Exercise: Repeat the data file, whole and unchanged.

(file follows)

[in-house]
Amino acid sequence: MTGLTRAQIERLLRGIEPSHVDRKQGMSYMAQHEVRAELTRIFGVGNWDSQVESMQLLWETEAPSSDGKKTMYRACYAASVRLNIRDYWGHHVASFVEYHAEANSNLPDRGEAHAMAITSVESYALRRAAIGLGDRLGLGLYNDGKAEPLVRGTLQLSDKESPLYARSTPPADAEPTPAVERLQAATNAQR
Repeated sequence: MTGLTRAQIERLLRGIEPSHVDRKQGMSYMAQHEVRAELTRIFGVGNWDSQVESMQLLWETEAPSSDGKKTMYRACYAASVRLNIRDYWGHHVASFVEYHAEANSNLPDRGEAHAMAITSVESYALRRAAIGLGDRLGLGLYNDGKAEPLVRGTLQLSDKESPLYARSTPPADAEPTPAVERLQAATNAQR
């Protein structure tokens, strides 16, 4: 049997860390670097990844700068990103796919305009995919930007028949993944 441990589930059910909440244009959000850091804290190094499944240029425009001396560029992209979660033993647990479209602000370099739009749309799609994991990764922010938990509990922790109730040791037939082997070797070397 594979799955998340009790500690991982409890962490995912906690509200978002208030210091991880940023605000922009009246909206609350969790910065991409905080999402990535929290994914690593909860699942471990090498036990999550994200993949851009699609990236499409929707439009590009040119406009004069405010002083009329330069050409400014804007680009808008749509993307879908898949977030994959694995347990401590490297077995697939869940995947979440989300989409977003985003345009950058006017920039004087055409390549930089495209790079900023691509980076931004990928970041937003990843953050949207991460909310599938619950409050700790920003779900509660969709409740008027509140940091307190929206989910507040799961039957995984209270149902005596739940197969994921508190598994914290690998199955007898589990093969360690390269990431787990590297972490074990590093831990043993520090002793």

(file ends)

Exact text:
[in-house]
Amino acid sequence: MTGLTRAQIERLLRGIEPSHVDRKQGMSYMAQHEVRAELTRIFGVGNWDSQVESMQLLWETEAPSSDGKKTMYRACYAASVRLNIRDYWGHHVASFVEYHAEANSNLPDRGEAHAMAITSVESYALRRAAIGLGDRLGLGLYNDGKAEPLVRGTLQLSDKESPLYARSTPPADAEPTPAVERLQAATNAQR
Repeated sequence: MTGLTRAQIERLLRGIEPSHVDRKQGMSYMAQHEVRAELTRIFGVGNWDSQVESMQLLWETEAPSSDGKKTMYRACYAASVRLNIRDYWGHHVASFVEYHAEANSNLPDRGEAHAMAITSVESYALRRAAIGLGDRLGLGLYNDGKAEPLVRGTLQLSDKESPLYARSTPPADAEPTPAVERLQAATNAQR
């Protein structure tokens, strides 16, 4: 049997860390670097990844700068990103796919305009995919930007028949993944 441990589930059910909440244009959000850091804290190094499944240029425009001396560029992209979660033993647990479209602000370099739009749309799609994991990764922010938990509990922790109730040791037939082997070797070397 594979799955998340009790500690991982409890962490995912906690509200978002208030210091991880940023605000922009009246909206609350969790910065991409905080999402990535929290994914690593909860699942471990090498036990999550994200993949851009699609990236499409929707439009590009040119406009004069405010002083009329330069050409400014804007680009808008749509993307879908898949977030994959694995347990401590490297077995697939869940995947979440989300989409977003985003345009950058006017920039004087055409390549930089495209790079900023691509980076931004990928970041937003990843953050949207991460909310599938619950409050700790920003779900509660969709409740008027509140940091307190929206989910507040799961039957995984209270149902005596739940197969994921508190598994914290690998199955007898589990093969360690390269990431787990590297972490074990590093831990043993520090002793």